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Assignment | Marine Policy Project (Spears): Finding Information

GEOL 1445 | Prof. C. Spears (Fall 2021)

Finding Information in Databases

LSCS Libraries offer dozens of databases covering all of the major disciplines. You can search for a database by subject, or enter a specific database through our alphabetical list.

  • Some databases contain only peer-reviewed (scholarly) articles.
  • Many databases contain scholarly journal articles as well as popular articles from magazines and newspapers.
  • Some databases are subject-specific and others are multidisciplinary
  • Choosing the right databases and the right types of articles is easy and, if you have questions, we can show you how. 

Regardless of the type of information, the issue of credibility is paramount.  How do we determine if information is credible? Credible information is highly important and asking questions of the content you read is an essential skill. Check out the  Evaluate Information  box  to see how we do it. 

On this page is a hyperlinked listing of recommended databases. Academic Search Complete is wide in subject coverage and information types. ASC allows researchers to limit search results by scholarly or peer-reviewed only. Scholarly content is published in journals directly from scholars and researchers following a peer-review and editorial process. Depending on the database, you may see scholarly articles referred to as "peer-reviewed" or "referred". Many open access sources found on the internet have no guarantee that peer reviews have occurred. We have evaluated a list of open access resources in the   Finding Information   box. These reputable sources were selected to give you a wider scope for your information search. If you have any doubt about an article, keep looking or consult with your librarian or instructor.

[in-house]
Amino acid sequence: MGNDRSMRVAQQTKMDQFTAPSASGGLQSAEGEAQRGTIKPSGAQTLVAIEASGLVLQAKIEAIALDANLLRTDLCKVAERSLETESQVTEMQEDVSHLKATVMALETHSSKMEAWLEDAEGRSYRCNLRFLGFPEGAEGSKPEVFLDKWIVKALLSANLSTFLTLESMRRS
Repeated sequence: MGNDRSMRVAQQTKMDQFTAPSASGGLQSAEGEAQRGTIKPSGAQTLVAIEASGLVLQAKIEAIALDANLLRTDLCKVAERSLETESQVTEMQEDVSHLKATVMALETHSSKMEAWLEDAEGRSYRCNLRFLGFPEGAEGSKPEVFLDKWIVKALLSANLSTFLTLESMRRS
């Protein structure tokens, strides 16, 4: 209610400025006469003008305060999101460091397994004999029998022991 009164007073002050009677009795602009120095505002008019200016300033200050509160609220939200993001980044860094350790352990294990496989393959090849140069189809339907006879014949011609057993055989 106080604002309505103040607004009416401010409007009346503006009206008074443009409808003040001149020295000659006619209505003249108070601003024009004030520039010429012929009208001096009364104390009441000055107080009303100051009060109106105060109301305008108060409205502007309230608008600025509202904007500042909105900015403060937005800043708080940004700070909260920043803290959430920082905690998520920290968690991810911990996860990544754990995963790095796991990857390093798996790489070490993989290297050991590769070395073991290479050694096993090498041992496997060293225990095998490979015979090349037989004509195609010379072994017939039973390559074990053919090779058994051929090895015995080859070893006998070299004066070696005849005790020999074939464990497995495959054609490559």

Sometimes Google Scholar can help you access scholarly content. Be careful if you decide to use this resource. The guide that is hyperlinked will show you how to use Google Scholar to tap into accessible sources inside Google Scholar. 

Finding Articles

Finding Information

Accessing the Databases

Student ID Badge

Access 100+ databases organized by subject area from the Research Databases page. Also try our dynamic, sortable database list!  To access the databases from off-campus, you must provide the 14-digit library barcode from the back of your student ID.

Google Scholar

Evaluate Information

Critically evaluate information you find on the Internet. Consider the 5 W's:
  • Who wrote the web pages and are they an authority?
  • What is the purpose of the site. Look to the domain for a clue about purpose (.gov,.com, .edu)
  • When was the site created and updated? Current?
  • Where does the information come from? (publisher or sponsor)
  • Why is this information useful - is it relevant to my research?